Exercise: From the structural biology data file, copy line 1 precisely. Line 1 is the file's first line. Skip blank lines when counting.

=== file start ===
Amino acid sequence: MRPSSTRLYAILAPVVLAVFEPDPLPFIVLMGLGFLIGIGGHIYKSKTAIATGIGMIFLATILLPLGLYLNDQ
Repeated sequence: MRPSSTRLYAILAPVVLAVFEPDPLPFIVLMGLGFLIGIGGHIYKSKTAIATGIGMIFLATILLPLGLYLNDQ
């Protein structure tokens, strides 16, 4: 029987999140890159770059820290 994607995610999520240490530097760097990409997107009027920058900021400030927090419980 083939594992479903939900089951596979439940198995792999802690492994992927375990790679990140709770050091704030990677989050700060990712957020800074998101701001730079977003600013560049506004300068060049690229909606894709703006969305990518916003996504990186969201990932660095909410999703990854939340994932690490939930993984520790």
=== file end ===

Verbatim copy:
Amino acid sequence: MRPSSTRLYAILAPVVLAVFEPDPLPFIVLMGLGFLIGIGGHIYKSKTAIATGIGMIFLATILLPLGLYLNDQ